Al Jazeera Discusses Obama's Speech

Originally published on April 22, 2011 4:15 pm
Copyright 2018 NPR. To see more, visit http://www.npr.org/.

MELISSA BLOCK, host:

And we're going to talk now about how the president's address tonight might have played for a global Arab audience.

I'm joined by Abderrahim Foukara. He's the Washington bureau chief for Al-Jazeera. Welcome to the program.

Mr. ABDERRAHIM FOUKARA (Washington Bureau Chief for Al-Jazeera): Thank you for having me.

BLOCK: We heard the president tonight say during the speech that removing Moammar Gadhafi from power would be good for the world, but doing so by force would be a mistake.

How do you think that message is being received among the Arab population in the Arab world?

Mr. FOUKARA: You know, the speech here in the United States, not everyone may agree that it's a historic one, but in the Middle East, certainly the context in which the speech has been made is definitely historic. The fact that he puts so much stress on saving Libyans who might otherwise have been slaughtered by Colonel Gadhafi, that will certainly ring positively with people in the Arab world.

For all the nervousness about the interference or the intervention by NATO and the United States in another Arab Muslim land, I think a lot of people will be happy to see Colonel Gadhafi go.

But only to say something very important that the president mentioned, he mentioned that a continued power run by Gadhafi in Libya would undermine the achievements of the revolution both in Tunisia and in Egypt.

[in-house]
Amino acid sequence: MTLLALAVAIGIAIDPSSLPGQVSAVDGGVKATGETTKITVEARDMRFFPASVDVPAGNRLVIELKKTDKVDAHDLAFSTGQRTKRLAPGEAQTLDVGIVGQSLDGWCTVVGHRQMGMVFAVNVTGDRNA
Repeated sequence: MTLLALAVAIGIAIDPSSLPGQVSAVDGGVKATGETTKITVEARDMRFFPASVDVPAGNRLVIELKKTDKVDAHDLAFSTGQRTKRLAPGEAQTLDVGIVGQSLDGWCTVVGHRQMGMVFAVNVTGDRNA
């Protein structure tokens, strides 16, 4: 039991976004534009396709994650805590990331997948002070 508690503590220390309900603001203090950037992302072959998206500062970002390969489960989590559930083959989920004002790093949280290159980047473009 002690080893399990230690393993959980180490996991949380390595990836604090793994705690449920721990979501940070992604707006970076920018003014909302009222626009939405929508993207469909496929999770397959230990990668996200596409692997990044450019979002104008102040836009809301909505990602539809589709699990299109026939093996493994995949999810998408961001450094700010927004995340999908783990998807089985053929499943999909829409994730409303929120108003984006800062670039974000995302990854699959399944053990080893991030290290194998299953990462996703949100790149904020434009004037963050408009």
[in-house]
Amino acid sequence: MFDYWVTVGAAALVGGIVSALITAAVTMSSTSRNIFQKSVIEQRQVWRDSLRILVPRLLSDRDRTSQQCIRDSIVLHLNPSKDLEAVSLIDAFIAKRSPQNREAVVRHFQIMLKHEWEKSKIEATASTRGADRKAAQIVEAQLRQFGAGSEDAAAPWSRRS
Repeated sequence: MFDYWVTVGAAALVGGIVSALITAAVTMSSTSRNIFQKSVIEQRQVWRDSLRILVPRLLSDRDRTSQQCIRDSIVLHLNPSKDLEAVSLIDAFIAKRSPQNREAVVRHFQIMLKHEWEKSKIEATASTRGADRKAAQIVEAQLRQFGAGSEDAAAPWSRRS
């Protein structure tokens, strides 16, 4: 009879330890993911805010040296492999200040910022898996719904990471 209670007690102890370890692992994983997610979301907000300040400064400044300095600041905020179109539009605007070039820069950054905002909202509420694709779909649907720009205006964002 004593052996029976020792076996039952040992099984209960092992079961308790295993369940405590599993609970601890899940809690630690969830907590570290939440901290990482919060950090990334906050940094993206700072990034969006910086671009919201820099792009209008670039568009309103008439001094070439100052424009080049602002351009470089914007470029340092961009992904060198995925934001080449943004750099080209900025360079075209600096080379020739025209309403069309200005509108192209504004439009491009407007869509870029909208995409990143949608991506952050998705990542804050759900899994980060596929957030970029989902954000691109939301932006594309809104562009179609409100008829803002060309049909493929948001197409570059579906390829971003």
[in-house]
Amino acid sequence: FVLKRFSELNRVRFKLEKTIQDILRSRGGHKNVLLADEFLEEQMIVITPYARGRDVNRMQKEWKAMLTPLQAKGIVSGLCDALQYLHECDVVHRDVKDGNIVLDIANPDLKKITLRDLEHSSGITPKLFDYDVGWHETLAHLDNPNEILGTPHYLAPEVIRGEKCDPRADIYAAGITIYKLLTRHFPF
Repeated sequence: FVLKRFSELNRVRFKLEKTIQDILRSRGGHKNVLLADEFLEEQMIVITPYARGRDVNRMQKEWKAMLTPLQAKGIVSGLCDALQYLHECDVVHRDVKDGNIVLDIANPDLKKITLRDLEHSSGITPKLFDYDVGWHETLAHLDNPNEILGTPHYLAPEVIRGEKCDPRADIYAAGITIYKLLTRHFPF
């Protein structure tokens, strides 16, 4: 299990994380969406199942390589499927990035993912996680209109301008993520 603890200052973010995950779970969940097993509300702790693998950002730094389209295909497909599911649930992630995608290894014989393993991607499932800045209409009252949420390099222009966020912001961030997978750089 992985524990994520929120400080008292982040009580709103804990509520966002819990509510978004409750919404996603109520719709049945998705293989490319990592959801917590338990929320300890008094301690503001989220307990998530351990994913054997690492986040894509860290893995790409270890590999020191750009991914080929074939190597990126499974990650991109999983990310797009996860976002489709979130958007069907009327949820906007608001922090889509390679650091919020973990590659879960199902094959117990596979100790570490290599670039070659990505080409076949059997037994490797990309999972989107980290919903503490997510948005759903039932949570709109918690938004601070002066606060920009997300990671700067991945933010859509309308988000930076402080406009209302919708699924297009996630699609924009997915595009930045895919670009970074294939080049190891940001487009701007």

And it's interesting because had - it's a good thing from that perspective that the revolution in North Africa had followed history, not geography, followed history because it went from Tunisia to Egypt, as many other really tectonic shifts had done in the past. It didn't follow geography because if it had followed geography, he would have gone from Tunisia to Libya. And if the chaos that many Arabs had seen in Libya had seen it in Libya first, Egypt would not have happened.

BLOCK: It wouldn't happen to...

Mr. FOUKARA: And it would have made it very difficult for the president to make that strategic argument. Egypt, obviously, is a very important country for the United States.

BLOCK: You mentioned something I'd like to follow up on, and it's nervousness in the Muslim world about U.S. intervention in another Muslim country. How much weight does that hold when balanced against what you also mentioned, which is the sentiment that most of the Arab world will be happy to see Gadhafi go?

Mr. FOUKARA: Well, I mean, the nervousness is substantial. The memory of Iraq is obviously still very much alive in the region. The memory - and it's more than a memory - of Afghanistan is still very much alive. Every day we hear of deaths in Afghanistan by NATO, so people are very nervous about that. But I think the fact that as the president said the call came from Libyans themselves, the opposition in Libya asked for this intervention because they felt that without this intervention, they would have otherwise have been slaughtered. And I think they find a lot of support among fellow Arabs in that fear. I'm talking about the opposition here.

BLOCK: Would you expect to see any more involvement from Arab countries in the military operation in Libya? There have been overtures from Qatar and from the United Arab Emirates, but that's pretty much it.

Mr. FOUKARA: I think if you had additional support for the coalition from Arab governments, obviously, that will be a huge bonus. But even with its current scope only represented by these two countries, these two small countries, Qatar and United Arab Emirates, and militarily, it's not very significant. But what is significant is that it came as a result of the Arab League actually declaring its support for this intervention initially, although Amr Moussa, the secretary general of the Arab League, did seem to have cold feet at some point. But the fact that the Arab League has undertaken this unprecedented step in its history of supporting the move of an international coalition against a fellow Arab government, I think it's very significant.

BLOCK: Mr. Foukara, thanks for coming in.

Mr. FOUKARA: It's good to be with you.

BLOCK: Abderrahim Foukara is the Washington bureau chief for Al-Jazeera's Arabic language station. Thank you so much. Transcript provided by NPR, Copyright NPR.